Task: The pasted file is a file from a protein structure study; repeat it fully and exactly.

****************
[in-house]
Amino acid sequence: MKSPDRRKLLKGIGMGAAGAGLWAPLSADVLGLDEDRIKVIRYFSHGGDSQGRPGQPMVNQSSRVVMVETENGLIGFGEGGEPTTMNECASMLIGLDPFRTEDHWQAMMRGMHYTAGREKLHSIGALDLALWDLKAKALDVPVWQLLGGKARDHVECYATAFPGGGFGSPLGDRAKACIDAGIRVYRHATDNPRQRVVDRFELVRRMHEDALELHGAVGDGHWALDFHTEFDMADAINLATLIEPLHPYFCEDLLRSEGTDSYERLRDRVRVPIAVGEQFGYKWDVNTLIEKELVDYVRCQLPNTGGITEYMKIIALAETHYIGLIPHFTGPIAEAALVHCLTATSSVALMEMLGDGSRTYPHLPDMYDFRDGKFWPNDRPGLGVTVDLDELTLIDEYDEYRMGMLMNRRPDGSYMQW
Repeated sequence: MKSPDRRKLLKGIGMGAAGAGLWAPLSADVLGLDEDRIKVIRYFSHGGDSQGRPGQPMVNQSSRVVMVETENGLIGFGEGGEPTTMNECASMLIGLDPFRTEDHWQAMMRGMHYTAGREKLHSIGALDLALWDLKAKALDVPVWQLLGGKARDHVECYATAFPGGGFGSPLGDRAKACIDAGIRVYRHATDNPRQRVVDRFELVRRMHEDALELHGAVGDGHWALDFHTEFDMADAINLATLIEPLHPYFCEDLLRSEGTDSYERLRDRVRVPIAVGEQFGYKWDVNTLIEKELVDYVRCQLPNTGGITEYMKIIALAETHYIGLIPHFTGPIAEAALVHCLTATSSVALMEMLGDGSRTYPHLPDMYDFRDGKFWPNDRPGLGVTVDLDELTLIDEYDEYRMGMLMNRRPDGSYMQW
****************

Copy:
[in-house]
Amino acid sequence: MKSPDRRKLLKGIGMGAAGAGLWAPLSADVLGLDEDRIKVIRYFSHGGDSQGRPGQPMVNQSSRVVMVETENGLIGFGEGGEPTTMNECASMLIGLDPFRTEDHWQAMMRGMHYTAGREKLHSIGALDLALWDLKAKALDVPVWQLLGGKARDHVECYATAFPGGGFGSPLGDRAKACIDAGIRVYRHATDNPRQRVVDRFELVRRMHEDALELHGAVGDGHWALDFHTEFDMADAINLATLIEPLHPYFCEDLLRSEGTDSYERLRDRVRVPIAVGEQFGYKWDVNTLIEKELVDYVRCQLPNTGGITEYMKIIALAETHYIGLIPHFTGPIAEAALVHCLTATSSVALMEMLGDGSRTYPHLPDMYDFRDGKFWPNDRPGLGVTVDLDELTLIDEYDEYRMGMLMNRRPDGSYMQW
Repeated sequence: MKSPDRRKLLKGIGMGAAGAGLWAPLSADVLGLDEDRIKVIRYFSHGGDSQGRPGQPMVNQSSRVVMVETENGLIGFGEGGEPTTMNECASMLIGLDPFRTEDHWQAMMRGMHYTAGREKLHSIGALDLALWDLKAKALDVPVWQLLGGKARDHVECYATAFPGGGFGSPLGDRAKACIDAGIRVYRHATDNPRQRVVDRFELVRRMHEDALELHGAVGDGHWALDFHTEFDMADAINLATLIEPLHPYFCEDLLRSEGTDSYERLRDRVRVPIAVGEQFGYKWDVNTLIEKELVDYVRCQLPNTGGITEYMKIIALAETHYIGLIPHFTGPIAEAALVHCLTATSSVALMEMLGDGSRTYPHLPDMYDFRDGKFWPNDRPGLGVTVDLDELTLIDEYDEYRMGMLMNRRPDGSYMQW